Behavioral Health Facts

Important things to know about mental illness & substance use disorders

Mental illness affects 20% of people of every age, income, education level, race, or religion. The right combination of therapy, support services, and medication can help people with mental illness reduce their symptoms and lead fulfilling lives.

Types of mental illnesses include:

Major depression, Bipolar disorder, Schizophrenia, Anxiety, Obsessive-compulsive disorder, and Post-traumatic stress disorders.

  • A mental illness is a medical condition, and not a sign of weakness or a flawed character.
  • Mental illness can happen at any age, but often occurs in children, adolescents and senior citizens.
  • The stigma of mental illness can keep many people from seeking treatment.
  • Untreated mental illness results in unemployment, homelessness, substance abuse, inappropriate incarceration, divorce, and school drop-outs.
  • Early identification makes a significant difference in full recovery.
  • Recovery is possible.
  • People with mental illness lead active, productive lives. Studies have shown that people with mental illness improve, many recovering completely.

Substance use disorders


Substance use disorders occur when the recurrent use of alcohol, and/or drugs causes clinically and functionally significant impairment such as health problems, disability, and failure to meet responsibilities at work, school, or home.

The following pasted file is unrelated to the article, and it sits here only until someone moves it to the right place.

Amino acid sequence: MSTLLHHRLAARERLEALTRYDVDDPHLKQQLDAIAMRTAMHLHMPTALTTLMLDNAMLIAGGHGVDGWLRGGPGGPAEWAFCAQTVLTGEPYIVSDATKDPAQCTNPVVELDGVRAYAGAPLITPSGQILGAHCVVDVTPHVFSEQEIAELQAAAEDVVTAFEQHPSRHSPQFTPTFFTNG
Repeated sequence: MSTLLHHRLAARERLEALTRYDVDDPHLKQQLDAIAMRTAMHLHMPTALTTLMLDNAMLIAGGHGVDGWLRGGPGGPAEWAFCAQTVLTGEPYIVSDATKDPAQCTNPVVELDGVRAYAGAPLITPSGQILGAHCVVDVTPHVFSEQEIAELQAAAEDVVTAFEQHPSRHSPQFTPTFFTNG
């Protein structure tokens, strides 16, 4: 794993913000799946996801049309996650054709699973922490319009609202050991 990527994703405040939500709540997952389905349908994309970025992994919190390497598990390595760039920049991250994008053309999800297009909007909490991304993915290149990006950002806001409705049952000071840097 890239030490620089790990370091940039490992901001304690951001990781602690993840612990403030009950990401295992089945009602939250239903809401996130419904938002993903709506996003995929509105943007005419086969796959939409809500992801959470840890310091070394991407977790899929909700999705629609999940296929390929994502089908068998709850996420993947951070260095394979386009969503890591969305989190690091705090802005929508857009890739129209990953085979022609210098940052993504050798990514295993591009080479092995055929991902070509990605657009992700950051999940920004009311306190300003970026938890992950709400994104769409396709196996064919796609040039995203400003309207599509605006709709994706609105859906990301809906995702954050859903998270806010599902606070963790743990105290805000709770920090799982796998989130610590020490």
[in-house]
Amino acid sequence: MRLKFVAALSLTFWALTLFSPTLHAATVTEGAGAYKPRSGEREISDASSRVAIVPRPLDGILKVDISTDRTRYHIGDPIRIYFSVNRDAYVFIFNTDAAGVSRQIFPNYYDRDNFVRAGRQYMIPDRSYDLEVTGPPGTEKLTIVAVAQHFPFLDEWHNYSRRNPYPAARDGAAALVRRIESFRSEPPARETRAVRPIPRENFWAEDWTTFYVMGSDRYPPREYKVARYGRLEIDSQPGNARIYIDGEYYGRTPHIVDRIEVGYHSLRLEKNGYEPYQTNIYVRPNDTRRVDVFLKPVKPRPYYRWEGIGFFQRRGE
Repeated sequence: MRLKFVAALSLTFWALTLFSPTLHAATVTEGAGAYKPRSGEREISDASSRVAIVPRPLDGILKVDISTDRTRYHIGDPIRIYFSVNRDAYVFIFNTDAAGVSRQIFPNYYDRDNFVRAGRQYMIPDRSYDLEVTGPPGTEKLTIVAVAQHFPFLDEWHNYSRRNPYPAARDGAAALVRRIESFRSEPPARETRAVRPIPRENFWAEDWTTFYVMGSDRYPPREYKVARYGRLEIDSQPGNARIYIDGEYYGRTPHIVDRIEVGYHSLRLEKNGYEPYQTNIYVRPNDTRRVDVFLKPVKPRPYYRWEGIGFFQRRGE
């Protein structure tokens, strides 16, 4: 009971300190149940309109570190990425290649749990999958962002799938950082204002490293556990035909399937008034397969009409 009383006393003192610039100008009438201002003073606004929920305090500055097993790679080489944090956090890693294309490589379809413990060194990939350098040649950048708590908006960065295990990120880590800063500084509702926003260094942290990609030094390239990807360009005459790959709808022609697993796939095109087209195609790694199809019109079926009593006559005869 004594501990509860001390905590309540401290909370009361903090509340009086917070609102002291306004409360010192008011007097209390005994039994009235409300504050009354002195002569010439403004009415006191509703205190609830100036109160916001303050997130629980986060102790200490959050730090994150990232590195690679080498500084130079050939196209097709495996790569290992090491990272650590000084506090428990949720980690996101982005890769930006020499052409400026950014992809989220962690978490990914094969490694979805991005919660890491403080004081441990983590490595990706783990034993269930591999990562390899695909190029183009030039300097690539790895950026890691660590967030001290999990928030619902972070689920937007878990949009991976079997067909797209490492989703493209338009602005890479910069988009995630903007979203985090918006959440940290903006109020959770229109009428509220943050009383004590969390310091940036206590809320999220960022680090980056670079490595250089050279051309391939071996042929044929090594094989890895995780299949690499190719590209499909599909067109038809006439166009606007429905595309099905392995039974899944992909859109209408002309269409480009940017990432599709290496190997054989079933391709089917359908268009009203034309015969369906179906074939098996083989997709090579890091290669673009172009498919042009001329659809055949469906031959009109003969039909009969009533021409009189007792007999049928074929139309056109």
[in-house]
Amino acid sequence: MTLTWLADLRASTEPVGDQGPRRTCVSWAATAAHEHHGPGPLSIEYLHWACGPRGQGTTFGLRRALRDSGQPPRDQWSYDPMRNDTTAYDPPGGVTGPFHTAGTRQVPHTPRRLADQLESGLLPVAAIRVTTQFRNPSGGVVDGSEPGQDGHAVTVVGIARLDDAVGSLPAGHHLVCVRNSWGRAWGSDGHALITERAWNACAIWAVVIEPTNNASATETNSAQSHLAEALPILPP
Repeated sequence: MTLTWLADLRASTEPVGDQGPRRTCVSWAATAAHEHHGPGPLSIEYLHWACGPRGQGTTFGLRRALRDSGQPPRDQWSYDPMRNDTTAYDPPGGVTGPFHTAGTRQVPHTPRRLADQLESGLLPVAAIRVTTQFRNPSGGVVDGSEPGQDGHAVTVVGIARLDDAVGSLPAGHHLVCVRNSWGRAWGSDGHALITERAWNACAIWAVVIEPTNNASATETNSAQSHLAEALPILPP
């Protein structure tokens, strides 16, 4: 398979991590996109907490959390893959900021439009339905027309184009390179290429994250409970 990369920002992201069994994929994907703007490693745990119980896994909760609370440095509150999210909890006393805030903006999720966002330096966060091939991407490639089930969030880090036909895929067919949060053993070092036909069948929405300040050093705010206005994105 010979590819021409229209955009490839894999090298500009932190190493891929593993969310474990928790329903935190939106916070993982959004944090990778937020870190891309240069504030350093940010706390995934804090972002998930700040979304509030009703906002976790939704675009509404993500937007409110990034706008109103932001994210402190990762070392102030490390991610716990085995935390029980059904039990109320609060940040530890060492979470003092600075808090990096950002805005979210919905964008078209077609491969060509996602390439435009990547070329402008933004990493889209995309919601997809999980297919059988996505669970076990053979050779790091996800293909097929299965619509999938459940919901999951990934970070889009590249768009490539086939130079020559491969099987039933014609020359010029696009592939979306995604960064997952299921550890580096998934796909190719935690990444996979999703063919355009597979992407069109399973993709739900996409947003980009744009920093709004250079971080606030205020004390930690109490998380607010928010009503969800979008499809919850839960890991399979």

Addiction is a complex disease that can lead to changes in brain chemistry and function. Abuse of drugs or alcohol can affect learning, judgment, decision-making, stress, memory, and behavior. Quitting the abuse usually takes more than good intentions or a strong will. On-going treatment programs customized for the individual are critical.

  • The stigma of addiction can keep many people from seeking treatment.
  • Untreated substance abuse results in unemployment, homelessness, inappropriate incarceration, divorce, and school drop-outs.
  • Treatment for addiction generally is not a cure but a way to successfully manage the disease and minimize the risk of relapse. With treatment, people with substance use disorder can lead active, productive lives.
  • Relapse is the return to substance use after an attempt to stop and indicates the need for more or different treatment.
  • No single factor can predict whether a person will become addicted to drugs or alcohol. Risk factors include genetic, environmental and developmental causes.
  • Drug and alcohol addiction are preventable.